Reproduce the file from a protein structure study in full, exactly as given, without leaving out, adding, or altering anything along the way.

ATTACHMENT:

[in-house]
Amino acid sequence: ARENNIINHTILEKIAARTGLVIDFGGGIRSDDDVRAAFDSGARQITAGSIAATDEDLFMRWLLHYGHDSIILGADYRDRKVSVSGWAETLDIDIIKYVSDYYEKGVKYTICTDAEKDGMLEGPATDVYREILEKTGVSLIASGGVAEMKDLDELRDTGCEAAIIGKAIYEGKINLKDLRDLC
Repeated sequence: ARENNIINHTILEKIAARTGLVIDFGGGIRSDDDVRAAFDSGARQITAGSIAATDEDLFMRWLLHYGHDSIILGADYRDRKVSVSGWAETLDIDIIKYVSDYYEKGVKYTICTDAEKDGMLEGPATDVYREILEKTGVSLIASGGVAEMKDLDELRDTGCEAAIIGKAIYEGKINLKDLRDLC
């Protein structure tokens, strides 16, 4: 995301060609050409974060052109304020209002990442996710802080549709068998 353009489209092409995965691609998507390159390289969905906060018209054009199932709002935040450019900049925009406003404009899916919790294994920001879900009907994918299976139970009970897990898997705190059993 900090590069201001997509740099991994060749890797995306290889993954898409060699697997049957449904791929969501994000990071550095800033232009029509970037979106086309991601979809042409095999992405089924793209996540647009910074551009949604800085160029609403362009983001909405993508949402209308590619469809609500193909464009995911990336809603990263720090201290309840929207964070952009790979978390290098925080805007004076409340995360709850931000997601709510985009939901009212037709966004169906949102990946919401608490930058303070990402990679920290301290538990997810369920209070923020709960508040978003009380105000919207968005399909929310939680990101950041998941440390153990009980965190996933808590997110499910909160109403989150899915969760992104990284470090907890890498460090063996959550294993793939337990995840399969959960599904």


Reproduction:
[in-house]
Amino acid sequence: ARENNIINHTILEKIAARTGLVIDFGGGIRSDDDVRAAFDSGARQITAGSIAATDEDLFMRWLLHYGHDSIILGADYRDRKVSVSGWAETLDIDIIKYVSDYYEKGVKYTICTDAEKDGMLEGPATDVYREILEKTGVSLIASGGVAEMKDLDELRDTGCEAAIIGKAIYEGKINLKDLRDLC
Repeated sequence: ARENNIINHTILEKIAARTGLVIDFGGGIRSDDDVRAAFDSGARQITAGSIAATDEDLFMRWLLHYGHDSIILGADYRDRKVSVSGWAETLDIDIIKYVSDYYEKGVKYTICTDAEKDGMLEGPATDVYREILEKTGVSLIASGGVAEMKDLDELRDTGCEAAIIGKAIYEGKINLKDLRDLC
């Protein structure tokens, strides 16, 4: 995301060609050409974060052109304020209002990442996710802080549709068998 353009489209092409995965691609998507390159390289969905906060018209054009199932709002935040450019900049925009406003404009899916919790294994920001879900009907994918299976139970009970897990898997705190059993 900090590069201001997509740099991994060749890797995306290889993954898409060699697997049957449904791929969501994000990071550095800033232009029509970037979106086309991601979809042409095999992405089924793209996540647009910074551009949604800085160029609403362009983001909405993508949402209308590619469809609500193909464009995911990336809603990263720090201290309840929207964070952009790979978390290098925080805007004076409340995360709850931000997601709510985009939901009212037709966004169906949102990946919401608490930058303070990402990679920290301290538990997810369920209070923020709960508040978003009380105000919207968005399909929310939680990101950041998941440390153990009980965190996933808590997110499910909160109403989150899915969760992104990284470090907890890498460090063996959550294993793939337990995840399969959960599904």